Annual maximum series used for statistical analysis must comply with the hypothesis of homogeneity, stationarity and randomness. To verify these hypotheses three non parametric tests were used.
The homogeneity test of Wilcoxon (1945) allows to carry
out comparisons between two subsamples and to check if the averages of the two
subsamples are significantly different (Baudez et al.,
1999). The Kendall (1975) trend test is based on the
correlation between the ranks of a time series and their time order (Yue
and Pilon, 2004). It is a rankbased nonparametric method used to detect
the trends in the series. Nonparametric trend detection methods are less sensitive
to outliers (extremes) than are parametric statistics such as Pearson’s
correlation coefficient (Wang et al., 2008).
As the Kendall test requires independent series, serial dependence was also
tested using the nonparametric Wald and Wolfowitz test
(1943).
The null hypotheses were set to no independence, no stationarity and no homogeneity and these were not rejected at the 5% significance level.
Methodology: The objective of the rainfall intensity duration frequency
curves is to estimate the maximum intensity of rainfall for any duration and
return period. The classical approach for building IDF curves has three steps
(Nhat et al., 2006). In first step, a probability
distribution function is fitted to each duration sample. In second step, the
quantiles of several return periods T are calculated using the estimated distribution
function from step one. Lastly, the IDF curves are determined by fitting a parametric
equation for each return period, using regression techniques between the quantiles
estimates and the duration.

Fig. 1:  Geographical
locations of raingauges and the principal climatic areas of the Côte
d’Ivoire 
Table 1:  Characteristics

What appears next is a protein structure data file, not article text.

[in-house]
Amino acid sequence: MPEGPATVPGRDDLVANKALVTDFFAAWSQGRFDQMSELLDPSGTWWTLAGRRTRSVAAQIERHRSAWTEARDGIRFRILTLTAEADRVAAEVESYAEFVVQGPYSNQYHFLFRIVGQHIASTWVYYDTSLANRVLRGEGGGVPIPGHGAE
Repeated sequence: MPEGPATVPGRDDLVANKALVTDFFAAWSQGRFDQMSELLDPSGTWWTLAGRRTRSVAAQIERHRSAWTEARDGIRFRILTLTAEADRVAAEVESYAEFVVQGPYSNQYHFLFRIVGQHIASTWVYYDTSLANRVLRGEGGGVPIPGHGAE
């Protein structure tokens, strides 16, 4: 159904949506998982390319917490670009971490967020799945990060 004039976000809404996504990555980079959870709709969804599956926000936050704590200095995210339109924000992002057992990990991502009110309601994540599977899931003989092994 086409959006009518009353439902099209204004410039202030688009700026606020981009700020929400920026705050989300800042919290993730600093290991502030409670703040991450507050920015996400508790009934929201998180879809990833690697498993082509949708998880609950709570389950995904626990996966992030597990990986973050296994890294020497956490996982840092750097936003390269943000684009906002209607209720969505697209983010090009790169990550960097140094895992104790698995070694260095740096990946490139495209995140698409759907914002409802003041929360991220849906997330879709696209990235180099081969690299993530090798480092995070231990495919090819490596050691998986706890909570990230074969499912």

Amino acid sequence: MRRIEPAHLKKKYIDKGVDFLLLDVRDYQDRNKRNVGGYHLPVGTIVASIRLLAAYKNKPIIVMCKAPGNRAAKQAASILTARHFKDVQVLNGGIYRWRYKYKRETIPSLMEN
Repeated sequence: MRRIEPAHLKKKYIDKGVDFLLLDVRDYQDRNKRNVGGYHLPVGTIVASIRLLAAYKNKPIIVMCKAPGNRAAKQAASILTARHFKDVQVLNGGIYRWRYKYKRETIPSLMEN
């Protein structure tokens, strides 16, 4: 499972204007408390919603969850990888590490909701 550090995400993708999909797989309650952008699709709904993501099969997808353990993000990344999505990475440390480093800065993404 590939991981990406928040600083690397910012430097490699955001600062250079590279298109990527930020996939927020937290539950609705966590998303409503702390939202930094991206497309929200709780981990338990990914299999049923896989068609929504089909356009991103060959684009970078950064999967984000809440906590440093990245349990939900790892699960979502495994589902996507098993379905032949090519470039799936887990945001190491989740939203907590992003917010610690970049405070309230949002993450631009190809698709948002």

of rainfall stations used 

Table 2:  Probability
distribution functions used 

NameProbability
density functionParameters 
Fitting of distribution functions: The first step is to fit a distribution
function to each group comprised of the data values for a specific duration.
Random hydrological variables that are extremes, such as maximum rainfall and
floods are described by several extremes value distributions (Koutsoyiannis,
2004a; Overeem et al., 2008; Huard
et al., 2009) or often Lognormal distribution (Goula
et al., 2007; Raiford et al., 2007).
For this study, three statistical distributions were retained (Table
2). The empirical probability chosen for this statistical analysis is that
of Gringorten (Koutsoyiannis et al., 1998). The
maximum likelihood method was used to determine distribution parameter of maximum
precipitation.
Adequacy testing: There are different methods to compare and select
the distribution that best fits a given sample. It is possible to visually examine
the quality of the fit between the empirical probability exceedance and a distribution,
both plotted on probability paper. However, this method is based only on the
judgment of the hydrologist and can be sometimes subjective. For this study,
two selection criteria were used, both based on the likelihood function: The
Akaike (1974) and the Bayesian (Schwarz,
1978) information criteria, respectively given in Eq. 1
and 2:
where, AIC is the Akaike information criterion; BIC is the Bayesian information criterion; L is the likehood function; k is the number of parameters; N is the sample size.
Equation 1 and 2 both include k the number
of parameters. Thus, parsimony is taken into account when selecting the best